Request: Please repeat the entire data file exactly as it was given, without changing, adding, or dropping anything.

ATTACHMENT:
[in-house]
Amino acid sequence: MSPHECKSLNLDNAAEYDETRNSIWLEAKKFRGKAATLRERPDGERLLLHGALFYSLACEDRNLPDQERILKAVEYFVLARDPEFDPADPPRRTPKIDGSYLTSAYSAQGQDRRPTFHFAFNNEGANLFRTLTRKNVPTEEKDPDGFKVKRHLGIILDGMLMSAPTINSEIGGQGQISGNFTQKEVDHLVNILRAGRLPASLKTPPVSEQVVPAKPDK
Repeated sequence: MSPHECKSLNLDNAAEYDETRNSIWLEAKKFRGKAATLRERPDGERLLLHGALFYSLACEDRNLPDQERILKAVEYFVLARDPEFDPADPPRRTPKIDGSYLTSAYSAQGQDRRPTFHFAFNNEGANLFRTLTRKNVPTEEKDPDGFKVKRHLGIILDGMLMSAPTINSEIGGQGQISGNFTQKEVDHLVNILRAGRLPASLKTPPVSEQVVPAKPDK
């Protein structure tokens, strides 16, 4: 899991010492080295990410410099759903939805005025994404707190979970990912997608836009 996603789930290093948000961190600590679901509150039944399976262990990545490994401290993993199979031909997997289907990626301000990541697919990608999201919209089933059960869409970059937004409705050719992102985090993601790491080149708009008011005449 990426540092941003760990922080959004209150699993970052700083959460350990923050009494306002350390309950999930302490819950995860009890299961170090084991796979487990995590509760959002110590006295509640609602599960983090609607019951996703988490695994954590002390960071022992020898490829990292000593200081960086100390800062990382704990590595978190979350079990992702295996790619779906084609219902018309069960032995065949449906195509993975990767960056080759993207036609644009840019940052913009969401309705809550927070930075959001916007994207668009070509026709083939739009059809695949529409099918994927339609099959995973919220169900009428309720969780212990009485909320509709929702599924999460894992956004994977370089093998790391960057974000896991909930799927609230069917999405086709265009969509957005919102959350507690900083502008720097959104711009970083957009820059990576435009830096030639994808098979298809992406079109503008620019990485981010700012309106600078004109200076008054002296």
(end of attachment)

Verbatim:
[in-house]
Amino acid sequence: MSPHECKSLNLDNAAEYDETRNSIWLEAKKFRGKAATLRERPDGERLLLHGALFYSLACEDRNLPDQERILKAVEYFVLARDPEFDPADPPRRTPKIDGSYLTSAYSAQGQDRRPTFHFAFNNEGANLFRTLTRKNVPTEEKDPDGFKVKRHLGIILDGMLMSAPTINSEIGGQGQISGNFTQKEVDHLVNILRAGRLPASLKTPPVSEQVVPAKPDK
Repeated sequence: MSPHECKSLNLDNAAEYDETRNSIWLEAKKFRGKAATLRERPDGERLLLHGALFYSLACEDRNLPDQERILKAVEYFVLARDPEFDPADPPRRTPKIDGSYLTSAYSAQGQDRRPTFHFAFNNEGANLFRTLTRKNVPTEEKDPDGFKVKRHLGIILDGMLMSAPTINSEIGGQGQISGNFTQKEVDHLVNILRAGRLPASLKTPPVSEQVVPAKPDK
């Protein structure tokens, strides 16, 4: 899991010492080295990410410099759903939805005025994404707190979970990912997608836009 996603789930290093948000961190600590679901509150039944399976262990990545490994401290993993199979031909997997289907990626301000990541697919990608999201919209089933059960869409970059937004409705050719992102985090993601790491080149708009008011005449 990426540092941003760990922080959004209150699993970052700083959460350990923050009494306002350390309950999930302490819950995860009890299961170090084991796979487990995590509760959002110590006295509640609602599960983090609607019951996703988490695994954590002390960071022992020898490829990292000593200081960086100390800062990382704990590595978190979350079990992702295996790619779906084609219902018309069960032995065949449906195509993975990767960056080759993207036609644009840019940052913009969401309705809550927070930075959001916007994207668009070509026709083939739009059809695949529409099918994927339609099959995973919220169900009428309720969780212990009485909320509709929702599924999460894992956004994977370089093998790391960057974000896991909930799927609230069917999405086709265009969509957005919102959350507690900083502008720097959104711009970083957009820059990576435009830096030639994808098979298809992406079109503008620019990485981010700012309106600078004109200076008054002296």